Advanced Healthcare Materials celebrates its 5th birthday this year! Since 2012 we have been bringing you the latest breakthroughs in biomedical materials science with a strong focus on improving human health, and we will continue to do so in 2017. Read more about this in our latest editorial.
In this monthly feature, we highlight the artwork on the covers of both issues of Advanced Healthcare Materials, and of course the research behind it. You can find this month’s issues here and here. Click on the headers below to get to the corresponding papers. Also check out our previous monthly top-downloaded papers feature here.
Jianwu Dai and co-workers at the Chinese Academy of Sciences in both Suzhou and Beijing fabricated a dual functional collagen scaffold tethered with a collagen-binding epidermal growth factor receptor antibody. This scaffold can simultaneously attract neural stem cells and promote their neuronal differentiation after spinal cord injury by specifically binding to receptor molecules expressed on the stem cells and attenuating the receptor signaling, which is responsible for the inhibition of differentiation of the stem cells toward neurons.
Silk fibroin is a natural protein derived from Bombyx mori cocoons, and shows potential in tissue repair applications due to its excellent biomedical properties. The silk fibroin film, developed by Xiaohui Zou, Hongwei Ouyang and co-workers from Zhejiang University in Hangzhou, China is a highly transparent, biocompatible, air-permeable, waterproof and bacterial-barrier scaffold. It significantly reduces the time to wound healing and incidence of adverse events compared to commercial dressings.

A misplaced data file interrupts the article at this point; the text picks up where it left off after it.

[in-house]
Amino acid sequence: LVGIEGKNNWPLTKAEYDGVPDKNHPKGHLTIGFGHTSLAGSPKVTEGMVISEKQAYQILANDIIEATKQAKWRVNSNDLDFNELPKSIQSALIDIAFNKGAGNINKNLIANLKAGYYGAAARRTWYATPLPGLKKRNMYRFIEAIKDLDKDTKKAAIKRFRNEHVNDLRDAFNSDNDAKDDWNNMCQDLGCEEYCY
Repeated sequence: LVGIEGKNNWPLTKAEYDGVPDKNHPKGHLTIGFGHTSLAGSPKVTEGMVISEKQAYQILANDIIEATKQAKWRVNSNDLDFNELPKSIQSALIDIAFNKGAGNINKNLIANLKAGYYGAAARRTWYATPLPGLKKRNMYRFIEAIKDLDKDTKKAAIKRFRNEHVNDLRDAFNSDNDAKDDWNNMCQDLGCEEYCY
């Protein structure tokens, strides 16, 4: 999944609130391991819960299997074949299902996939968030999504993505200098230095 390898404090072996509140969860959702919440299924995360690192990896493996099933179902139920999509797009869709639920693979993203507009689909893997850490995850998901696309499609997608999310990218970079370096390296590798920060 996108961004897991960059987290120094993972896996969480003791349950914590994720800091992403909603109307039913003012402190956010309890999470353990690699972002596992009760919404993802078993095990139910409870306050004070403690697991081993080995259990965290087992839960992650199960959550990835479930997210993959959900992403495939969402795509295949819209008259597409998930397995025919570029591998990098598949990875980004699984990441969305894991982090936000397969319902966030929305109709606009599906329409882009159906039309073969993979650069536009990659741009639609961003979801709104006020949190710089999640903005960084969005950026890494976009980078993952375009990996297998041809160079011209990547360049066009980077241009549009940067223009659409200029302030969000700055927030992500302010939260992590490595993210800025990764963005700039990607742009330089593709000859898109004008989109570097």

A more extensive news article about this study can be found here.
Gianni Ciofani, Giada Graziana Genti and co-workers at the Istituto Italiano di Tecnologia in Pisa describe the most recent and exciting developments related to the field of nanomedicine that relies on the control of cell functions through physical remote manipulation, mediated by smart nanoparticles. For instance, piezoelectric materials with micrometric and nanometric surface structuring provide smart interfaces to actively tune biological environment responses towards a favorite phenotype. In the cover image, high-pressure hydrothermal conversion of corrugated titanium dioxide into barium titanate produces repeated microstructures, mimicking the Phalaenopsis genus morphology, and working as anchoring points for neurons and active sites for voltage-gated calcium channel opening under mechanical stimulation.
Hao Wu, Wei Gao and Zhouping Yin from Huazhong University of Science and Technology in Wuhan, China and University of California, Berkeley analyzed recent key research achievements in soft bioelectronics-enabled precision therapy, with an emphasis on drug delivery, therapeutic and surgical mechanisms and tools enabled by integrated systems. They also highlight the exciting prospects of this potentially new therapeutic modality, and provide an outlook on its opportunities and challenges in commercialization.
Xue Feng and co-workers from Tsinghua University in Beijing report a systematic strategy to design an epidermal inorganic optoelectronic device by using a specific strain isolation design, nanodiamond thinning and hybrid transfer printing. This device has similar mechanical properties to the epidermis, is totally conformal to skin, and keeps constant light transmission between the emitting element and the photodetector, as well as signal stability due to skin deformation. It is also utilized to quantitatively detect human peripheral capillary oxygen saturation and cardiac pulse rate in in vitro experiments. This strategy opens a route for traditional inorganic optoelectronics to achieve flexibility and stretchability, and improve the performance of optoelectronics for biomedical applications.
Naam-Joon Cho and co-workers from Nanyang Technological University in Singapore developed a mechanically tunable substrate for cell adhesion studies. Single-cell adhesion on extracellular matrix protein-functionalized lipid bilayers is depicted to introduce a new method to evaluate cell-substrate interactions on low-rigidity substrates, which closely mimic the physiological environment. In this particular case, a unique reorganization of the extracellular matrix protein is characterized with cell adhesion on the experimental platform.